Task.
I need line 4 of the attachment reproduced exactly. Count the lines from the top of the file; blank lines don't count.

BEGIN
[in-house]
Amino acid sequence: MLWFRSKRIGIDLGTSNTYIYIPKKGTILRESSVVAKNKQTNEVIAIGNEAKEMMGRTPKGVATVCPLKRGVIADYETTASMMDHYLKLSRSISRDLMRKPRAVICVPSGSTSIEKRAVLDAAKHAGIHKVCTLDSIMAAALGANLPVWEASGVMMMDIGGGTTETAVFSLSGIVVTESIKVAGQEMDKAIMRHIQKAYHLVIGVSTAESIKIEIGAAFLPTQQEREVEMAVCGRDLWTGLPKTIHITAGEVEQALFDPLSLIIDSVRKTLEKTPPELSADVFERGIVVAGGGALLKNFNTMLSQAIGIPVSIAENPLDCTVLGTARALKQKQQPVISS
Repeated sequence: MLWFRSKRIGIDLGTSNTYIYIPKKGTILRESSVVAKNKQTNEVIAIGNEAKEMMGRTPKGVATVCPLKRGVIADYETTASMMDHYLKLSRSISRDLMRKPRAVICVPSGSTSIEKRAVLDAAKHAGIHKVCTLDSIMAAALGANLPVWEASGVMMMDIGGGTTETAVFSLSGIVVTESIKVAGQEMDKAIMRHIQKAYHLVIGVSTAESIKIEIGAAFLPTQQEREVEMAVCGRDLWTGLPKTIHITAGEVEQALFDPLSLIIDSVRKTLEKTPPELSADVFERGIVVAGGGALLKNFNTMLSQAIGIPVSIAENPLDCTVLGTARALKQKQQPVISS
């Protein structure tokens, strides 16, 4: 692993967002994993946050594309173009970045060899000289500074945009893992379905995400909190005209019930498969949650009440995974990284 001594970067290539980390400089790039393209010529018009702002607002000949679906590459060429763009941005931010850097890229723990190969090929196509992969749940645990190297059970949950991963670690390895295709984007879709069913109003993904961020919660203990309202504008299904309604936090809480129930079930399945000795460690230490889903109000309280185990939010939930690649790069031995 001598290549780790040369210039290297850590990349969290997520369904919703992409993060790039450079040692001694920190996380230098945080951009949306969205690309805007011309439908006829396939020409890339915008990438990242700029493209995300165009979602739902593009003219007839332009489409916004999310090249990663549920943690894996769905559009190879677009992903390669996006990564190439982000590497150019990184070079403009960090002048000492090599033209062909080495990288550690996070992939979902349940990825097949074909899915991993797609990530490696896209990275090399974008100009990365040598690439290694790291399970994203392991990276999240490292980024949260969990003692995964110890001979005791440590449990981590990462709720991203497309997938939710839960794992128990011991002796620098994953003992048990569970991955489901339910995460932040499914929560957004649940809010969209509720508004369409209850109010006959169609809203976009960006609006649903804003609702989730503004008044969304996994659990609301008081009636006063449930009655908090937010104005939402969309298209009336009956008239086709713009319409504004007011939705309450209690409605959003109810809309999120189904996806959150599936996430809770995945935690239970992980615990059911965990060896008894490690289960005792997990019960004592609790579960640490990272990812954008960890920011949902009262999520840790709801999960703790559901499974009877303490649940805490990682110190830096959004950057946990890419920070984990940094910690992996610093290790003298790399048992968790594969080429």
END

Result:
């Protein structure tokens, strides 16, 4: 692993967002994993946050594309173009970045060899000289500074945009893992379905995400909190005209019930498969949650009440995974990284 001594970067290539980390400089790039393209010529018009702002607002000949679906590459060429763009941005931010850097890229723990190969090929196509992969749940645990190297059970949950991963670690390895295709984007879709069913109003993904961020919660203990309202504008299904309604936090809480129930079930399945000795460690230490889903109000309280185990939010939930690649790069031995 001598290549780790040369210039290297850590990349969290997520369904919703992409993060790039450079040692001694920190996380230098945080951009949306969205690309805007011309439908006829396939020409890339915008990438990242700029493209995300165009979602739902593009003219007839332009489409916004999310090249990663549920943690894996769905559009190879677009992903390669996006990564190439982000590497150019990184070079403009960090002048000492090599033209062909080495990288550690996070992939979902349940990825097949074909899915991993797609990530490696896209990275090399974008100009990365040598690439290694790291399970994203392991990276999240490292980024949260969990003692995964110890001979005791440590449990981590990462709720991203497309997938939710839960794992128990011991002796620098994953003992048990569970991955489901339910995460932040499914929560957004649940809010969209509720508004369409209850109010006959169609809203976009960006609006649903804003609702989730503004008044969304996994659990609301008081009636006063449930009655908090937010104005939402969309298209009336009956008239086709713009319409504004007011939705309450209690409605959003109810809309999120189904996806959150599936996430809770995945935690239970992980615990059911965990060896008894490690289960005792997990019960004592609790579960640490990272990812954008960890920011949902009262999520840790709801999960703790559901499974009877303490649940805490990682110190830096959004950057946990890419920070984990940094910690992996610093290790003298790399048992968790594969080429």